continuous strip recorder may contain a number of styli, thus, Simultaneously recording multiple inputs.
A variation of strip recorders combined with electrostatic printing techniques exists in the
Varian STATOS V Printer/Plotter. This device contains 1024 electrostatic styli across a 12.8inch recording line. Recording is performed by energizing the styli as a dielectricly coated
paper passes underneath; thus, after developing, electrostatic printing of fine dots at a density
of 80 per inch is provided. The paper can be moved synchronously or asynchronously and the
styli can be used as a single set or as a number of continuous channels. This provides multichannel strip recording capability and with proper data structuring, graphic and printer type
output can be achieved.
A similar system, called the LGP-2000, using a laser beam and light sensitive film for recording has been developed by Dresser Systems, Inc., SIE Division. In this system, a laser
beam is swept across the light sensitive film; the beam is turned on at each spot position to be
intensified. Advance to the next line is accomplished by moving the film forward over a roller.
Dresser provides an extensive software package for use on IBM System/360 computers that
allows the user to describe a graphic image in normal graphic coordinate terms. This software package then builds the ordered list of plotter commands that will produce the desired
graphic output.
The first types of plotters developed were analog plotters, which accepted analog input signals
to control pen movement and were generally associated with analog devices. Most continuous
strip recorders are of this type. If an analog plotter is to be connected to a digital computer,
a special digital-to -analog interface is required to convert the digital outputs of the computer
to the analog signals required by the plotter.
Digital plotters were developed for direct connection with digital computers. This not only
eliminated the need for special digital-to-analog converters, but allowed use of the more
precise controls inherent in digital operations. Digital plotters can be used in more general
applications than their analog counterparts, just as digital computers are more flexible than
analog systems. Digital plotters eliminate the problems of drift, dynamic response, and
changing gain settings which are inherent in analog operations.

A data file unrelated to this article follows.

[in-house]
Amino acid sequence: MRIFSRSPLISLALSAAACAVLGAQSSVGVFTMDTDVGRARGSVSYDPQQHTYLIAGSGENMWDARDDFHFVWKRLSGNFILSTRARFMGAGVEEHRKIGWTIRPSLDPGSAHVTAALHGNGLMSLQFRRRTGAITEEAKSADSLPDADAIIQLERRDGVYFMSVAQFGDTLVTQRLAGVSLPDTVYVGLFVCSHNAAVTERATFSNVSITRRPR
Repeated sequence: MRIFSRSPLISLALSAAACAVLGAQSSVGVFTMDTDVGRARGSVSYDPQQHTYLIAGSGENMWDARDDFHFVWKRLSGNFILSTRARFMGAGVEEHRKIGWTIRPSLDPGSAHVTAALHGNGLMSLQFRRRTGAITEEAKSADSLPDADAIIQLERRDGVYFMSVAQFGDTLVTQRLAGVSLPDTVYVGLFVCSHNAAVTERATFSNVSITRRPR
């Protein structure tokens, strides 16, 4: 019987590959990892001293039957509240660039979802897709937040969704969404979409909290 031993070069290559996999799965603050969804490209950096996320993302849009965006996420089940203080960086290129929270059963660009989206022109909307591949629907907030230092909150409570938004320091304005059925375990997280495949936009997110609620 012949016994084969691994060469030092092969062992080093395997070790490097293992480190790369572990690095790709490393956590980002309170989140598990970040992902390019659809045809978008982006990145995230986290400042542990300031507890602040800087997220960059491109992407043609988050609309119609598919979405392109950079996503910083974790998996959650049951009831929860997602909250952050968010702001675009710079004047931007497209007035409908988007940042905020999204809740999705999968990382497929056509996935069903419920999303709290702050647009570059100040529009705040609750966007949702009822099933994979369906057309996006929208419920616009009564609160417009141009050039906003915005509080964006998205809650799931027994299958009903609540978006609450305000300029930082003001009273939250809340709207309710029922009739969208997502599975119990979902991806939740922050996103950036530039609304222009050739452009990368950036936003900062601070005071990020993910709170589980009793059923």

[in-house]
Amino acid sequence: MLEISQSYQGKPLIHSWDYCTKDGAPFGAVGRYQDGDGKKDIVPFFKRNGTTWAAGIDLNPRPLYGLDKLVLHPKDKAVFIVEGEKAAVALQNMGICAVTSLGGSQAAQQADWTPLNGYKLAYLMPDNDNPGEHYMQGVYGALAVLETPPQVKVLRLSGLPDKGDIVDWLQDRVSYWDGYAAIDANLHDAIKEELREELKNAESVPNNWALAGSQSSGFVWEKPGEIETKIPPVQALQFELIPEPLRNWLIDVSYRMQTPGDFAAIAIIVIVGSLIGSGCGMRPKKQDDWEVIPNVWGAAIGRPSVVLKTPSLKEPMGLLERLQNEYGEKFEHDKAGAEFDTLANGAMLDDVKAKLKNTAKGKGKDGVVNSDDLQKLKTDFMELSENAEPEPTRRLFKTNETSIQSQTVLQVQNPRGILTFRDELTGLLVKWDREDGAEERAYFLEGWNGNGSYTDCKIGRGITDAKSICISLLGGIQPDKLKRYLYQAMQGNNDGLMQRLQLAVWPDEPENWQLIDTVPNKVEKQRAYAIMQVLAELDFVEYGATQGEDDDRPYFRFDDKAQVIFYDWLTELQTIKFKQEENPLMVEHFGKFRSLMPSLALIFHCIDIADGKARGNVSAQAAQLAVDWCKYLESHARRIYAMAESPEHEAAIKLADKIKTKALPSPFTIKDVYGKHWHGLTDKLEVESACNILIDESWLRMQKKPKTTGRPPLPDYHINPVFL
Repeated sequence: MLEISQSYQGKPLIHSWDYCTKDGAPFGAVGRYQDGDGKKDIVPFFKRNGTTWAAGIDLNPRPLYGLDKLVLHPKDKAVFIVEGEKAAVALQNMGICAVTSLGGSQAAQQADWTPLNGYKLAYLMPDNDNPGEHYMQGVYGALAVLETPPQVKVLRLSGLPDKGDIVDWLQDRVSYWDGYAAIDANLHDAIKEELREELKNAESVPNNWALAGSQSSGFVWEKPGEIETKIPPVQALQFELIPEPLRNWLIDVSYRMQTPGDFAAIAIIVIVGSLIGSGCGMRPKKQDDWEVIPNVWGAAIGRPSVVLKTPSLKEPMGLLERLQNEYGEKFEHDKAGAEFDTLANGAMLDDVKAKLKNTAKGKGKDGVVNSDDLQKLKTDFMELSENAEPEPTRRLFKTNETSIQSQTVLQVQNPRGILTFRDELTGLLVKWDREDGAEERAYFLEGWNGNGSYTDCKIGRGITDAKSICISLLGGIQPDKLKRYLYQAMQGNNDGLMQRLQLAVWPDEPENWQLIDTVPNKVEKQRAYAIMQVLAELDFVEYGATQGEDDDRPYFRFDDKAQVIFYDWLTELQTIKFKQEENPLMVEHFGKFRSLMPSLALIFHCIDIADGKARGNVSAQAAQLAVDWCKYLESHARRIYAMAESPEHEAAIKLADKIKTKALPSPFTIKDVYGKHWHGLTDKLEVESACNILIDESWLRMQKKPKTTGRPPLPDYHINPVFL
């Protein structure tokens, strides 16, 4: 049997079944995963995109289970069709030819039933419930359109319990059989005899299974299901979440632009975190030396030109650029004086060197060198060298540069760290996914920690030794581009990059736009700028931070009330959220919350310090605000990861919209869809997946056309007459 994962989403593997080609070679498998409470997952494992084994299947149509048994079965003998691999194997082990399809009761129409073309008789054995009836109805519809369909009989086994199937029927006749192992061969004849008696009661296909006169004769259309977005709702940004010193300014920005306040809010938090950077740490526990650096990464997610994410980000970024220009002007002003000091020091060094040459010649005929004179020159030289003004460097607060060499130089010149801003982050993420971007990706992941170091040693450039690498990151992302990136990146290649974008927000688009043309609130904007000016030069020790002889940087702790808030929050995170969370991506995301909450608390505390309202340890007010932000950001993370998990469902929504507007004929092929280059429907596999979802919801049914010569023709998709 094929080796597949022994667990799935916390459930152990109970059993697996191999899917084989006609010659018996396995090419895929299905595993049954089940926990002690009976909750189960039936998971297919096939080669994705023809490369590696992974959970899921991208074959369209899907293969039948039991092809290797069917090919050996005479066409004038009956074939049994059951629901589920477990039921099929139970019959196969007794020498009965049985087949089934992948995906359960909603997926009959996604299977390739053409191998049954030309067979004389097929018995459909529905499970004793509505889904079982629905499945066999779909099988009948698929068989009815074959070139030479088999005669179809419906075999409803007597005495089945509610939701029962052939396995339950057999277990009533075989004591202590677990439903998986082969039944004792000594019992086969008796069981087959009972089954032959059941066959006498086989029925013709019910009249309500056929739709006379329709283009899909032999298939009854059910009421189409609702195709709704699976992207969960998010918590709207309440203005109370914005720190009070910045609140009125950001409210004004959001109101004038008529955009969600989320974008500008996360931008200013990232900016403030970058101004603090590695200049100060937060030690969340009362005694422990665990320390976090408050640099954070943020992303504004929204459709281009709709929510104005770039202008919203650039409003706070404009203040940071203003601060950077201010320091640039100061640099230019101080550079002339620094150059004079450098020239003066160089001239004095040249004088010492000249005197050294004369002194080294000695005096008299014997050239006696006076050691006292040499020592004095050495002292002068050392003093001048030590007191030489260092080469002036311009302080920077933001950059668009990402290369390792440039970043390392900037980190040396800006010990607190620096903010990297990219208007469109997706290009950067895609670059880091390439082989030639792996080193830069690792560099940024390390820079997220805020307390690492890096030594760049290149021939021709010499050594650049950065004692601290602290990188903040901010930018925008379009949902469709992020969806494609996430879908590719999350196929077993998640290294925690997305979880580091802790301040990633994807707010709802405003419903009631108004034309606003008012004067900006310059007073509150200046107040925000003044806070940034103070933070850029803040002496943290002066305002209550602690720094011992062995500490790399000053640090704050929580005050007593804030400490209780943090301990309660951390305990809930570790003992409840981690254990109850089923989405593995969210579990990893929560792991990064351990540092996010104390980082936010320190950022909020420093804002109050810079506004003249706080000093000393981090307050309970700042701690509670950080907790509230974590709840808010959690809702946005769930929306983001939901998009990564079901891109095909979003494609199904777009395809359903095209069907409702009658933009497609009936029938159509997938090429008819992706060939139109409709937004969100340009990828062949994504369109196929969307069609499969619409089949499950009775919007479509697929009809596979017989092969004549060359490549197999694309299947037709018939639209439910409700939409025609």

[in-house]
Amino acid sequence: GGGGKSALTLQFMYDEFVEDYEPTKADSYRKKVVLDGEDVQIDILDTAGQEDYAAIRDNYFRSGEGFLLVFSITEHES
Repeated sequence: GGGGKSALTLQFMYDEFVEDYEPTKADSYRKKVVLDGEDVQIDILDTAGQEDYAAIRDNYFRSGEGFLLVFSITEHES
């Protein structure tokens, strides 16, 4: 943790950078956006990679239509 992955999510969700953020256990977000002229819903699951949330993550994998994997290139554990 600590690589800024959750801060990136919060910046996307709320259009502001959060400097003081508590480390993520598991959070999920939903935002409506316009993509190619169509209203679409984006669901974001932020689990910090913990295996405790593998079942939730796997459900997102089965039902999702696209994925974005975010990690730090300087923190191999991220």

© 1969 AUERBACH CorporatIon and AUERBACH Info, Inc.

6/69

23:070,101

.1

SPECIAL REPORT

INTRODUCTION (Contd.)
TIl(' devices covered in this special report have been restricted to digital plotters, since this is
the t~l)e primarily used in association with digital computers. Presented in the discussion are
tlw (-(cller:!1 types of digital plotters currently available and a brief description of representative
~ystems. Illustrations of plotter devices and plotter outputs follow.· Finally, a set of compari~on charts including most currently available digital plotters is provided •

.~

1"{PES OF DIGITAL PLOTTERS
I\Iany different digital plotters are available and can be classified by the type ,of plotting surface
pl'ovidcd, the recording technique used, the method of line drawing, and the method of specifyln~ the desired plot. The plotting surfaces currently available are table and drum. Recording
techniques include pen and ink or electrical pulses; the latter recording on sensitized paper.
Line drawing methods arlf: increment, that is, small' generally one unit line segments; or
stroke, long line segments. Line specification methods are: absolute, stating the specific
coordinate to which a line is to be drawn; or relative, indicatmg simply the length and direction of a line.
Table-type plotters utilize a flat plotting surface ranging in size from 30 inches by 30 inches to
5 feet by 24 feet. The paper remains stationary throughout the plotting of a single graphic
image; the writing mechanism performs all necessary movements. The writing mechanism
consists of a carriage and pen assembly that moves along one axiS of the plotting surface; the
pen unit is also free to move along the other axis. Motion in the X or Y direction, or in both
directions simUltaneously, is thus obtained; and the pen can reach any coordinate value contained within the plotting area. The pen also moves up and down to allow both drawing and
positioning.
Generally, table-type plotters are pen and ink type utilizing a fixed coordinate system, which
allows absolute coordinate addressing and drawing straight line vectors of any length. The table
plotters are generally more versatile in that they can be built to meet requirements for high
precision or large size, and can incorporate many supplemental features such as interchangeable recording heads for inking, punching, or scribing, and the ability to plot more than one
curve at a time. All of these advantages are accompanied by proportionately higher costs. Comparative prices of digital plotters alone (no peripheral units included) range from $4,500 to
$22, 000 for the drum type, and from about $15,000 to $80,000 for the table type.
A table-type plotter utilizing an electrostatic recording method has been developed by Ford
Instrument Company of Long Island City, New York. This all-electronic plotting board is
capable of high speeds because all the limiting physical aspects of mechanical plotting systems